On this day in 1928, author and illustrator Maurice Sendak, who revolutionized children’s literature with such best-selling books as “Where the Wild Things Are” and became one of the most celebrated children’s authors in contemporary history, is born in Brooklyn, New York. First published in 1963, “Where the Wild Things Are” was pioneering in its realistic depiction of childhood anxieties and rebellious behavior at a time when many stories for young readers presented a sugar-coated version of life.
Sendak, whose parents were Jewish immigrants from Poland, described his own childhood as unhappy. He was sickly and spent much of his time indoors. His father, a dressmaker, lost a number of family members during the Holocaust, and that tragedy that haunted the younger Sendak. After graduating from high school in Brooklyn, Sendak, who developed a love of drawing as a boy, took art classes at night and in 1948 found work as a window display designer at FAO Schwarz, the Manhattan toy store. While there, he was introduced to book editor Ursula Nordstrom (who during her career worked with a number of popular children’s book authors, including Margaret Wise Brown, E.B. White and Shel Silverstein). Nordstrom commissioned Sendak to illustrate his first children’s book, “The Wonderful Farm,” written by Marcel Ayme and published in 1951. Sendak illustrated books for a variety of children’s authors before writing and illustrating a picture book of his own, “Kenny’s Window,” published in 1956.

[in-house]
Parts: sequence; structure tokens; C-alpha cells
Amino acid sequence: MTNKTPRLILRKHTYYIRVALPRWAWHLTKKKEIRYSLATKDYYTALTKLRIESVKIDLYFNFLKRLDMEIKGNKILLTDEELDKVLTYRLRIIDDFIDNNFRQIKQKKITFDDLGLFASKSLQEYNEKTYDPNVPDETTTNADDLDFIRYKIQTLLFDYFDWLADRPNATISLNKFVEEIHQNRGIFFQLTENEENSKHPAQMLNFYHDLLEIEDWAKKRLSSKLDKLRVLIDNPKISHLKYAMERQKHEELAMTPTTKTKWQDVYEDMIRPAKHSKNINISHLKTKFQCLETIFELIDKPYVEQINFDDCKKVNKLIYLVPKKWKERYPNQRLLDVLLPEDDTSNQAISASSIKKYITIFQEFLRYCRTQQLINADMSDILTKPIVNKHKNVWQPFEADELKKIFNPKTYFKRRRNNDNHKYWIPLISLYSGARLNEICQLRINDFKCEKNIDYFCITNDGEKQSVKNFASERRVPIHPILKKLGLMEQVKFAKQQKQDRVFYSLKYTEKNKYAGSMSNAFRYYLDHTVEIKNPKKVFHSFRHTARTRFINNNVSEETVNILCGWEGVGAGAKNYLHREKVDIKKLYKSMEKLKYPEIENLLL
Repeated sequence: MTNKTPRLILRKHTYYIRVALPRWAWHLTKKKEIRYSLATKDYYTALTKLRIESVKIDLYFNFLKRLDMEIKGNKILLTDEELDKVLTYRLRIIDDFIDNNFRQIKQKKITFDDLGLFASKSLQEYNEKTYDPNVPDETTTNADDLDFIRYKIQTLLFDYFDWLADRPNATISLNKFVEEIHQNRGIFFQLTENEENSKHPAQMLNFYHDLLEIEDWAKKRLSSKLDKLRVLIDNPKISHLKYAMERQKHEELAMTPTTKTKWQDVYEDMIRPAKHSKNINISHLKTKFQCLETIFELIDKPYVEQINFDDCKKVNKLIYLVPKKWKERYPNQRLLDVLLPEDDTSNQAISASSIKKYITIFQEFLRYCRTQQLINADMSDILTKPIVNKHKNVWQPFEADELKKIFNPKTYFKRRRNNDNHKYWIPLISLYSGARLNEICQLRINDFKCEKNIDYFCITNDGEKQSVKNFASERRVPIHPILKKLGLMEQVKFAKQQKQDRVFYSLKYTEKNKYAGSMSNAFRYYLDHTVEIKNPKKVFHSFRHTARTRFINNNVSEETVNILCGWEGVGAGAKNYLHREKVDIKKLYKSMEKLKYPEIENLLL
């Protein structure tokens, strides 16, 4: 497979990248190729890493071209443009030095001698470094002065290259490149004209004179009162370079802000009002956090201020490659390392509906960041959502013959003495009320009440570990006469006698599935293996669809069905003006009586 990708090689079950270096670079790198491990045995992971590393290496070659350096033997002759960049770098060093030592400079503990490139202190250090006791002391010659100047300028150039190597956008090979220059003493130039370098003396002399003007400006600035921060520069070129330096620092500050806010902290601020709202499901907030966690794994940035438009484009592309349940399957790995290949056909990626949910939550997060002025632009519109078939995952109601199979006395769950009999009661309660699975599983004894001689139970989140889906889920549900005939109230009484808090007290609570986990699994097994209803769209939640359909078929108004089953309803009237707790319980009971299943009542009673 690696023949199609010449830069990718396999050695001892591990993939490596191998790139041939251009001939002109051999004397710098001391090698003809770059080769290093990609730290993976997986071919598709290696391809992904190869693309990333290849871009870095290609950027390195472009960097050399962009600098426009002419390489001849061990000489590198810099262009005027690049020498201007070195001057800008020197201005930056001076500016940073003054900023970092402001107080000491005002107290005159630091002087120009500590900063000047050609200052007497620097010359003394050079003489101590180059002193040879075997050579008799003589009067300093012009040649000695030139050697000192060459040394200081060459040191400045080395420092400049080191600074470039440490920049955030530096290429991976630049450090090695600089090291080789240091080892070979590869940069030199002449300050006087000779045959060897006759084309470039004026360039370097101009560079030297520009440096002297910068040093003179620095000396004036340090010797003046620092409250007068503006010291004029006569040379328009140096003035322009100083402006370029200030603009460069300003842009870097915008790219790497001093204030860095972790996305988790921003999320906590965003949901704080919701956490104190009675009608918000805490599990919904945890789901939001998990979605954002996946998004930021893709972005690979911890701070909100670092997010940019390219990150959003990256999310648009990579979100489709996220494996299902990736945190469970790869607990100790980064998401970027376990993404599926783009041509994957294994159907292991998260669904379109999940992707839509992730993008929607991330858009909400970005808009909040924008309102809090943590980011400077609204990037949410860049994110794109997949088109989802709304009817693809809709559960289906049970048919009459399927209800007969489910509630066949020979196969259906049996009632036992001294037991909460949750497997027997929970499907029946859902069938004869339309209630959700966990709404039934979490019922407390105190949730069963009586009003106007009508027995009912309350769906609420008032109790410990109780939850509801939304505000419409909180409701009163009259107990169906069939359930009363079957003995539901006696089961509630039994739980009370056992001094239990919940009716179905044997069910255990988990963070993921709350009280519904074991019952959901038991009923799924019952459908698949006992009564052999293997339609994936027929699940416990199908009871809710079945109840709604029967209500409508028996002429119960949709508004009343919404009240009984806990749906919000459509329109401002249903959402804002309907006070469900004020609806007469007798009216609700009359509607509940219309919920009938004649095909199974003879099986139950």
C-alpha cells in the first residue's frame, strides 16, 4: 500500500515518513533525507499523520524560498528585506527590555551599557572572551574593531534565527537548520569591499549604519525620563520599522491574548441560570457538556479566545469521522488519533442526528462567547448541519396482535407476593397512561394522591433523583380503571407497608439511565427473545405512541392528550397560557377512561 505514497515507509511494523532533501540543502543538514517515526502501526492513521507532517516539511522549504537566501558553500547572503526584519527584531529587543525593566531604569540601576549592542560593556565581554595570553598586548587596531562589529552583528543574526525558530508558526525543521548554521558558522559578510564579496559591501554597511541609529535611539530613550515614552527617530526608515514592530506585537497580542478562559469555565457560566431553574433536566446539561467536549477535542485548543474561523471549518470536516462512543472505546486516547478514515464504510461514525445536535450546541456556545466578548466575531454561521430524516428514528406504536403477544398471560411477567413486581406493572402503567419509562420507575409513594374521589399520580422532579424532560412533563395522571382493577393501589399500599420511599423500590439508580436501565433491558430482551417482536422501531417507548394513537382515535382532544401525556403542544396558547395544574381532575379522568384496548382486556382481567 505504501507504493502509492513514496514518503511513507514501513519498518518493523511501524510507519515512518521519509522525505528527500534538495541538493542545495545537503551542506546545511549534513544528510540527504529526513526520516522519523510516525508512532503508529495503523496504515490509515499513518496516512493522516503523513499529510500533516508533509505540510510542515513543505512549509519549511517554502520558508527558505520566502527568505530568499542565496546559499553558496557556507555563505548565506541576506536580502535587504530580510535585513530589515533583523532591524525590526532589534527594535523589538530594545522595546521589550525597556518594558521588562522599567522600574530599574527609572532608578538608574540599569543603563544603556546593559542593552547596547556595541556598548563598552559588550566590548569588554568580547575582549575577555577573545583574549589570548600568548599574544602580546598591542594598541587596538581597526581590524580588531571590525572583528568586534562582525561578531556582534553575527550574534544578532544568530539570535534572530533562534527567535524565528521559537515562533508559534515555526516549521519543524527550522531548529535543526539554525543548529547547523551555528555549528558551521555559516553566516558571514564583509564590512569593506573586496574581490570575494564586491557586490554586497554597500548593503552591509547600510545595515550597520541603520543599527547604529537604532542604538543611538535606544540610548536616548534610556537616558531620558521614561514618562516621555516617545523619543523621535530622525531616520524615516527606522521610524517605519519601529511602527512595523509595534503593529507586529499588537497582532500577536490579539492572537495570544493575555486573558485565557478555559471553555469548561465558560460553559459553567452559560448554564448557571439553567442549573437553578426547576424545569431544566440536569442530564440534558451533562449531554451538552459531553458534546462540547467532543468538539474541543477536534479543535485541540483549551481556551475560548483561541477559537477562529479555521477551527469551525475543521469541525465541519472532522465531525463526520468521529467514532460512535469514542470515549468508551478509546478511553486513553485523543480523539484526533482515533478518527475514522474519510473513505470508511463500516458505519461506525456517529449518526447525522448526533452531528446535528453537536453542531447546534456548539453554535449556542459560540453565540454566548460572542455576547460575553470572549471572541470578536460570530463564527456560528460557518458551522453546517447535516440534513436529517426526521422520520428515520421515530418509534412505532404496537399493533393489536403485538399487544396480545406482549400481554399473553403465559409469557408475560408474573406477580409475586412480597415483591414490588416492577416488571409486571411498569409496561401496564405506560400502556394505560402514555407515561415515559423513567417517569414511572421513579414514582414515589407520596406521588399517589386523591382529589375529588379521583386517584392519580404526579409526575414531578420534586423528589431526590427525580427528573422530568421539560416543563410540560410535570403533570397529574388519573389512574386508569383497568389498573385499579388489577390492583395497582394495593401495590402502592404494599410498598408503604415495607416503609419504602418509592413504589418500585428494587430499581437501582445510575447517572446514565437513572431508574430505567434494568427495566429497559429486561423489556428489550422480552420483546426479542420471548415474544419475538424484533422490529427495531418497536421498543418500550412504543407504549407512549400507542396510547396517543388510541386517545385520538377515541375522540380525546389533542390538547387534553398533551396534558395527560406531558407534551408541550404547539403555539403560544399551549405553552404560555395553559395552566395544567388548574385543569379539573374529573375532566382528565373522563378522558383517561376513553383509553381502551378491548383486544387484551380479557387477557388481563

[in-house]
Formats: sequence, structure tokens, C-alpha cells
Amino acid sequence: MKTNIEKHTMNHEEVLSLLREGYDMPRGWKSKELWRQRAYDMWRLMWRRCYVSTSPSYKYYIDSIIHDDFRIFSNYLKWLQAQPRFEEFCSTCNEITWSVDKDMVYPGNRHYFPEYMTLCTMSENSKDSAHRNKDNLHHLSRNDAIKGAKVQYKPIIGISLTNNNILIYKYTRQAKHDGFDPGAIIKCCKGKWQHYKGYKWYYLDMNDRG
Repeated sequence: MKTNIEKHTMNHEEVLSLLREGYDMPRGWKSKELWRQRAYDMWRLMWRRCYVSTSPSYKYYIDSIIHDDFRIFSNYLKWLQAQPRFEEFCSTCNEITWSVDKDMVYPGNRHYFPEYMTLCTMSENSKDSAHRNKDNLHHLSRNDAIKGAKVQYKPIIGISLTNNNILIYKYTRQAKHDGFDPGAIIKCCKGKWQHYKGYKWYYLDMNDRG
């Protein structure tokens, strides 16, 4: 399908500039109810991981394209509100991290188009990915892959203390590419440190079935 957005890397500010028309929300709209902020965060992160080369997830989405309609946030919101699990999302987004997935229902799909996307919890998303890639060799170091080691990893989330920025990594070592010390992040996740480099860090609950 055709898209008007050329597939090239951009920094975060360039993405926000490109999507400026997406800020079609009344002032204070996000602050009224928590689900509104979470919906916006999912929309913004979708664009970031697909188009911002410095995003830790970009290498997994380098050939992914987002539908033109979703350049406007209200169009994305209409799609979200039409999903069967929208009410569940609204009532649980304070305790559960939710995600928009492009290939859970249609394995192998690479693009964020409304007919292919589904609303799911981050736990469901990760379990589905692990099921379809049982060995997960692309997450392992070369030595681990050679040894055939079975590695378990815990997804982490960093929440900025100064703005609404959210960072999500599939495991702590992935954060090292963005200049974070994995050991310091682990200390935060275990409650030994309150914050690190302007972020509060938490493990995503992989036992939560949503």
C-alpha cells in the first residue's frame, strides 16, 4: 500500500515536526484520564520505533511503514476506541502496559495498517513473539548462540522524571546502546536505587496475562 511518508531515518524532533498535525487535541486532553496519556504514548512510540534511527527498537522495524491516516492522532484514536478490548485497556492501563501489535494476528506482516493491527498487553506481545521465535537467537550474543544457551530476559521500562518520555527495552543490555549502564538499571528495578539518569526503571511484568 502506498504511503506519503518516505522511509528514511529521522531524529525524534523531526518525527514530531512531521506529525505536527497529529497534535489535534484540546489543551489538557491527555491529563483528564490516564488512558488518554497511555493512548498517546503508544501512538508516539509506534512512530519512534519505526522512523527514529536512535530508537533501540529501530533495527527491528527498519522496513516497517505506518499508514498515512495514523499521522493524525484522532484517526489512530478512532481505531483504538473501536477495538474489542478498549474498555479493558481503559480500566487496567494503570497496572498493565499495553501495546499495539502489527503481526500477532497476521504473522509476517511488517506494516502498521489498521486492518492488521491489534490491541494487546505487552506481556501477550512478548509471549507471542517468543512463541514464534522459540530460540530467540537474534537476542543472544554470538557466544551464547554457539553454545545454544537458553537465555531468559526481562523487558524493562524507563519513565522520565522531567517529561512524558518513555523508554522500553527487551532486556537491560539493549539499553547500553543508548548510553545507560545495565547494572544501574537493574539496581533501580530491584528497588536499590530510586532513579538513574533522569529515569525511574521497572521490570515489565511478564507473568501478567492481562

Sendak rose to international prominence with the publication of “Where the Wild Things Are,” which he wrote and illustrated. It tells the story of Max, a disobedient boy who, after being sent to his bedroom without dinner, travels to a land of fanged, hairy monsters and eventually faces them down. (Sendak based his drawings of these monsters, or “wild things,” on the obnoxious relatives who visited his family for Sunday dinners when he was a child.) Although initially criticized by some reviewers as too frightening for children and banned by some libraries, “Where the Wild Things Are” was awarded the Caldecott Medal in 1964 for most distinguished American picture book for children, and went on to sell millions of copies worldwide. A big-screen adaptation of the book, directed by Spike Jonze and co-written with Dave Eggers, was released in 2009.
In addition to “Where the Wild Things Are,” many of Sendak’s books–which include “Higglety Pigglety Pop! Or There Must Be More to Life” (1967), “In the Night Kitchen” (1970) and “Bumble-Ardy” (2011)–are dark and subversively humorous. In a January 2011 interview on “The Colbert Report,” the author, who was sometimes referred to by friends as “Morose Sendak,” said in response to a question about why he wrote for children: “I don’t write for children. I write—and somebody says, ‘That’s for children!’ I didn’t set out to make children happy or make life better for them, or easier for them.”Sendak, who wrote or illustrated close to 100 books during his career, also designed productions for operas, plays and ballets. He died of complications from a stroke at age 83 on May 8, 2012, at a Danbury, Connecticut, hospital. Sendak was preceded in death by his partner of more than 50 years, psychiatrist Eugene Glynn.